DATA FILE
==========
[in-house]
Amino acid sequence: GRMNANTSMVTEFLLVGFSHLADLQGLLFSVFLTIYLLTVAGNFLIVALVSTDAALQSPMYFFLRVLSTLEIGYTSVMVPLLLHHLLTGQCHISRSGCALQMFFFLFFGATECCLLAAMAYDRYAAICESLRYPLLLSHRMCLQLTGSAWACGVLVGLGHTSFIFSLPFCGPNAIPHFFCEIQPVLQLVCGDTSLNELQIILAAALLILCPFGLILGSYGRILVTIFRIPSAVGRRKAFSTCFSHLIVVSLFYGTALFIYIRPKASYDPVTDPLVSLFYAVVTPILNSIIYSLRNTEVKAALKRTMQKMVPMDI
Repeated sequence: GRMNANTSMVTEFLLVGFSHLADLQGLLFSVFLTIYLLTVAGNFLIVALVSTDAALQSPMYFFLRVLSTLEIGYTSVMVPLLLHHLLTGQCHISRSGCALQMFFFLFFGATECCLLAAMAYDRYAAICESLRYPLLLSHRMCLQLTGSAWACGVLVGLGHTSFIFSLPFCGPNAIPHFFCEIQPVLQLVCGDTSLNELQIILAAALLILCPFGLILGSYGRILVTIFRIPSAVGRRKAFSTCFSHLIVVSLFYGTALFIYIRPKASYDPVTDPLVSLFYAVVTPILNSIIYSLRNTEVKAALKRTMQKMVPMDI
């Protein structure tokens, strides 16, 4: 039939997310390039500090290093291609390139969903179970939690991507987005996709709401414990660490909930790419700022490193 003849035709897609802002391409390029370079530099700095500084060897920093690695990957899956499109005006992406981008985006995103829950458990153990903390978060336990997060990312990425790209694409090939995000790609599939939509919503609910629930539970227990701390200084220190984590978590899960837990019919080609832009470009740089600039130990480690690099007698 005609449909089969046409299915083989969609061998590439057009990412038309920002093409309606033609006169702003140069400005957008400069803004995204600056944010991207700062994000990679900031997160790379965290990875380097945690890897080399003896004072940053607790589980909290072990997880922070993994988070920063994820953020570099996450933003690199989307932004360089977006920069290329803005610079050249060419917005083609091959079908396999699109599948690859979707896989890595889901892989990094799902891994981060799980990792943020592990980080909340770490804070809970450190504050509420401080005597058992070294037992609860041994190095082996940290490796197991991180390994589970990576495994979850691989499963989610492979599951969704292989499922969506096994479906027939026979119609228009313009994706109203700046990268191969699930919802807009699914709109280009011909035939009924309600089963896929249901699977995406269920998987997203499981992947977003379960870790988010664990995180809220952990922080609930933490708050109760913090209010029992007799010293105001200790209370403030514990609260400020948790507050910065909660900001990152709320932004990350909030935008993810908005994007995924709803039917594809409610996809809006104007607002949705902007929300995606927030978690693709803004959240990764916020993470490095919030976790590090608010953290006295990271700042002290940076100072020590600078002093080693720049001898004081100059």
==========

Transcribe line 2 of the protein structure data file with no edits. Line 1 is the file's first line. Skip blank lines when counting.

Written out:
Amino acid sequence: GRMNANTSMVTEFLLVGFSHLADLQGLLFSVFLTIYLLTVAGNFLIVALVSTDAALQSPMYFFLRVLSTLEIGYTSVMVPLLLHHLLTGQCHISRSGCALQMFFFLFFGATECCLLAAMAYDRYAAICESLRYPLLLSHRMCLQLTGSAWACGVLVGLGHTSFIFSLPFCGPNAIPHFFCEIQPVLQLVCGDTSLNELQIILAAALLILCPFGLILGSYGRILVTIFRIPSAVGRRKAFSTCFSHLIVVSLFYGTALFIYIRPKASYDPVTDPLVSLFYAVVTPILNSIIYSLRNTEVKAALKRTMQKMVPMDI